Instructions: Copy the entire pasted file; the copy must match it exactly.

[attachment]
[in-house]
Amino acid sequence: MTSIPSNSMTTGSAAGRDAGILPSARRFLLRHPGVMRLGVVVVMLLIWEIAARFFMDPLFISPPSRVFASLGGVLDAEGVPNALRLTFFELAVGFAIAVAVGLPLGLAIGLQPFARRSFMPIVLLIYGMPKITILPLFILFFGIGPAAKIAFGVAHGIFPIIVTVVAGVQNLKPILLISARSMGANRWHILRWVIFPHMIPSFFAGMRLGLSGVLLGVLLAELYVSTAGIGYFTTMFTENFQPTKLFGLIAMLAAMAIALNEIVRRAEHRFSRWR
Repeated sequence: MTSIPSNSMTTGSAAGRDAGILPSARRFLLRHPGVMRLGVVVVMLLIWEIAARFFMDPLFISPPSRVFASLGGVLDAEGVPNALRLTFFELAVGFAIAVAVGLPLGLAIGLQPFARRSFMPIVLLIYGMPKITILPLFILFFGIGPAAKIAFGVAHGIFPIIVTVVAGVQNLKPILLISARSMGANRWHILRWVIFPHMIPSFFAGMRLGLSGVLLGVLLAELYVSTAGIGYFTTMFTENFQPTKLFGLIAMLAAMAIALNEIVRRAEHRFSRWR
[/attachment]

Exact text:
[in-house]
Amino acid sequence: MTSIPSNSMTTGSAAGRDAGILPSARRFLLRHPGVMRLGVVVVMLLIWEIAARFFMDPLFISPPSRVFASLGGVLDAEGVPNALRLTFFELAVGFAIAVAVGLPLGLAIGLQPFARRSFMPIVLLIYGMPKITILPLFILFFGIGPAAKIAFGVAHGIFPIIVTVVAGVQNLKPILLISARSMGANRWHILRWVIFPHMIPSFFAGMRLGLSGVLLGVLLAELYVSTAGIGYFTTMFTENFQPTKLFGLIAMLAAMAIALNEIVRRAEHRFSRWR
Repeated sequence: MTSIPSNSMTTGSAAGRDAGILPSARRFLLRHPGVMRLGVVVVMLLIWEIAARFFMDPLFISPPSRVFASLGGVLDAEGVPNALRLTFFELAVGFAIAVAVGLPLGLAIGLQPFARRSFMPIVLLIYGMPKITILPLFILFFGIGPAAKIAFGVAHGIFPIIVTVVAGVQNLKPILLISARSMGANRWHILRWVIFPHMIPSFFAGMRLGLSGVLLGVLLAELYVSTAGIGYFTTMFTENFQPTKLFGLIAMLAAMAIALNEIVRRAEHRFSRWR